“Yes, ma’am.  Gracias.”

De nada.  Now run along and get to work on it.”

~~ Rich Olcott

Shopping The Old Curiosity

“Still got questions, Moire.”

“This’ll be your last shot this year, Mr Feder.  What’s the question?”

“They say a black hole absorbs all the light that falls on it. But the theory of blackbody radiation says a perfect absorber is also a perfect radiator. Emission should be an exact opposite flow to the incoming flow in every direction. Wouldn’t a black hole be shiny like a ball bearing?”Black hole as ball bearing 1
“A perfectly good question, but with crucial imperfections. Let’s start with the definition of a perfect absorber — it’s an object that doesn’t transmit or reflect any light. Super-black, in other words. So by definition it can’t be a mirror.”

“OK, maybe not a mirror, but the black hole has to send out some kind of exact opposite light to balance the arriving light.”

“Yes, but not in the way you think. Blackbody theory does include the assumption that the object is in equilibrium, your ‘exact opposite flow.’ The object must indeed send out as much energy as it receives, otherwise it’d heat up or cool down. But the outbound light doesn’t necessarily have to be at the same frequencies as the inbound light had. In fact, it almost never will.”

“How come not?”

“Because absorption and emission are two different processes and they play by different rules. If we’re including black holes in the discussion there are four different processes. No, five.  Maybe six.”

“I’m listening.”

“Good. Blackbody first. When a photon is absorbed by regular matter, it affects the behavior of some electron in there. Maybe it starts spending more time in a different part of the molecule, maybe it moves faster — one way or another, the electron configuration changes and that pulls the atomic nuclei away from where they were and the object’s atoms wobble differently. So the photon raises the object’s internal kinetic energy, which means raising its temperature, and we’ve got energy absorption, OK?”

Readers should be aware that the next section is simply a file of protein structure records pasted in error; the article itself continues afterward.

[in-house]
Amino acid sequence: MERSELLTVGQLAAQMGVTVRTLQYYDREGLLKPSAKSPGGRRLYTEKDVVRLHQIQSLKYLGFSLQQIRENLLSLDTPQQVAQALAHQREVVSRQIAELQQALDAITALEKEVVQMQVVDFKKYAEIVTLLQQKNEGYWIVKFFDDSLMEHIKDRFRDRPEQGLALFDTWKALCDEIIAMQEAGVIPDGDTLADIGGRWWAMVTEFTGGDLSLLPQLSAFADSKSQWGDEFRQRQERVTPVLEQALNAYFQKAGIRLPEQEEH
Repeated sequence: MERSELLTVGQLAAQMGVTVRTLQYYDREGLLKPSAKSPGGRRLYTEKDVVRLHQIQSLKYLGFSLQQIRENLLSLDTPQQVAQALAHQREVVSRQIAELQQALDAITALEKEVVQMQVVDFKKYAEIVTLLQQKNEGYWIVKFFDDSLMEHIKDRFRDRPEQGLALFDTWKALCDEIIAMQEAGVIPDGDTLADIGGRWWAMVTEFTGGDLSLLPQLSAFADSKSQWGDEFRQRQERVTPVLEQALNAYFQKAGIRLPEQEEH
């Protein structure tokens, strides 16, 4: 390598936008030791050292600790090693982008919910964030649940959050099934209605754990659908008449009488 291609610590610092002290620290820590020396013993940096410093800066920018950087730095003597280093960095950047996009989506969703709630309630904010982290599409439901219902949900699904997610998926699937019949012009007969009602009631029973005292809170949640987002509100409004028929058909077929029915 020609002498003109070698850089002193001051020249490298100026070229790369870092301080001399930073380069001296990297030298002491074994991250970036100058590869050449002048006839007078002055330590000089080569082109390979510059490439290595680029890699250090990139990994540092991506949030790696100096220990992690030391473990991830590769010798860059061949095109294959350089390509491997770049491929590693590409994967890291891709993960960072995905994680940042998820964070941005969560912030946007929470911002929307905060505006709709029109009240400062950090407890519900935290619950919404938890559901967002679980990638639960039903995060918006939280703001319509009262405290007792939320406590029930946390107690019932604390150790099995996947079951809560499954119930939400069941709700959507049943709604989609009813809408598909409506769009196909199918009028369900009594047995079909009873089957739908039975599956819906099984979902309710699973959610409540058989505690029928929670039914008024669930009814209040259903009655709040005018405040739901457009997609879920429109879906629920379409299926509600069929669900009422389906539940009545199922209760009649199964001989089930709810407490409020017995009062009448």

“Yeah, and…?”

“At some later time, to keep things in equilibrium that additional energy has to be gotten rid of. But you can’t just paint one bit of energy red, say it’s special and follow it until it’s emitted. The whole molecule or crystal or whatever has excess energy as the result of all the incoming photons. When the total gets high enough, something has to give.  The object emits some photons to get rid of some of the excess. The only thing you can say about the outbound photons is that they generally have a lower energy than the incoming ones.”

“Why’s that?”

“Think of a bucket that’s brim-full and you’re dumping in cupfuls of water. Unless you’re pouring slowly and carefully, the dribbles escaping over the bucket’s rim will generally be many small amounts sloshing out more often than those cupfuls come in.  For light that’s fluorescence.”

“I suppose. What about the black hole?”

“The problem with a black hole is the mystery of what’s inside its event horizon. It probably doesn’t contain matter in the form of electrons and nuclei but we don’t know. There are fundamental reasons why information about what’s inside can’t leak out to us. All we can say is that when a light wave encounters a black hole, it’s trapped by the intense gravity field and its energy increments the black hole’s mass.  The mechanism … who knows?”

“Like I said, it gets absorbed. And gets emitted as Hawking radiation.”

“Sorry, that’s exactly what doesn’t happen. Hawking radiation arises from a different pair of processes. Process 1 generates pairs of virtual particles, which could be photons, electrons or something heavier. That happens at a chaotic but steady rate throughout the Universe.  Usually the particle pairs get back together and annihilate.  However, right next to the black hole’s event horizon there’s Process 2, in which one member of a virtual pair flies inward and the other member flies outward as a piece of Hawking radiation. Neither process even notices incoming photons. That’s not mirroring or even fluorescence.”

“Phooey, it was a neat idea.”

“That it was, but facts.”

~~ Rich Olcott

  • Thanks to lifeisthermal for inspiring this post.
  • Thus endeth a full year of Sy Moire stories.  I hope you enjoyed them.  Here’s to a new year and new ideas for all.